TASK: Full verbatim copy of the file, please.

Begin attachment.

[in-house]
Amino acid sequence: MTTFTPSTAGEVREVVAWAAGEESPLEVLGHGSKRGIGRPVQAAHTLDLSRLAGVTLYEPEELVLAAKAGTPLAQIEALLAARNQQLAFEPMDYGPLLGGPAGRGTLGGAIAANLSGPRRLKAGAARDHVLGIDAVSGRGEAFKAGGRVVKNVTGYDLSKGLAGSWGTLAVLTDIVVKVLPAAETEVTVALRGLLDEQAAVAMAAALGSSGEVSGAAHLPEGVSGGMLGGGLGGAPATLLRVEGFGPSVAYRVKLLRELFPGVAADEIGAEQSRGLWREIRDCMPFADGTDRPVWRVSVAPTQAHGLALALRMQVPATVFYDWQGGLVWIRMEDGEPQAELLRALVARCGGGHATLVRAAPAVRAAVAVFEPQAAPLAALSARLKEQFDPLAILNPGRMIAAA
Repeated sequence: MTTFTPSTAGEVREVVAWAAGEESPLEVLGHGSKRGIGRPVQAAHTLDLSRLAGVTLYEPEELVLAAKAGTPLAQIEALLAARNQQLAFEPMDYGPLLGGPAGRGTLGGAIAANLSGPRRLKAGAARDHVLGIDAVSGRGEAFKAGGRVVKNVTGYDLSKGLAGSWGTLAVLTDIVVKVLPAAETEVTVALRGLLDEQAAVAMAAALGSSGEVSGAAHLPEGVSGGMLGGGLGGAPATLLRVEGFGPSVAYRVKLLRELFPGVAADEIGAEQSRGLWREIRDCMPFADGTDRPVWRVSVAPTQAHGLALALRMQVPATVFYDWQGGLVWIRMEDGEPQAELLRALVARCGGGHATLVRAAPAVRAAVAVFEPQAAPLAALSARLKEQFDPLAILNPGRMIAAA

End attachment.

[in-house]
Amino acid sequence: MTTFTPSTAGEVREVVAWAAGEESPLEVLGHGSKRGIGRPVQAAHTLDLSRLAGVTLYEPEELVLAAKAGTPLAQIEALLAARNQQLAFEPMDYGPLLGGPAGRGTLGGAIAANLSGPRRLKAGAARDHVLGIDAVSGRGEAFKAGGRVVKNVTGYDLSKGLAGSWGTLAVLTDIVVKVLPAAETEVTVALRGLLDEQAAVAMAAALGSSGEVSGAAHLPEGVSGGMLGGGLGGAPATLLRVEGFGPSVAYRVKLLRELFPGVAADEIGAEQSRGLWREIRDCMPFADGTDRPVWRVSVAPTQAHGLALALRMQVPATVFYDWQGGLVWIRMEDGEPQAELLRALVARCGGGHATLVRAAPAVRAAVAVFEPQAAPLAALSARLKEQFDPLAILNPGRMIAAA
Repeated sequence: MTTFTPSTAGEVREVVAWAAGEESPLEVLGHGSKRGIGRPVQAAHTLDLSRLAGVTLYEPEELVLAAKAGTPLAQIEALLAARNQQLAFEPMDYGPLLGGPAGRGTLGGAIAANLSGPRRLKAGAARDHVLGIDAVSGRGEAFKAGGRVVKNVTGYDLSKGLAGSWGTLAVLTDIVVKVLPAAETEVTVALRGLLDEQAAVAMAAALGSSGEVSGAAHLPEGVSGGMLGGGLGGAPATLLRVEGFGPSVAYRVKLLRELFPGVAADEIGAEQSRGLWREIRDCMPFADGTDRPVWRVSVAPTQAHGLALALRMQVPATVFYDWQGGLVWIRMEDGEPQAELLRALVARCGGGHATLVRAAPAVRAAVAVFEPQAAPLAALSARLKEQFDPLAILNPGRMIAAA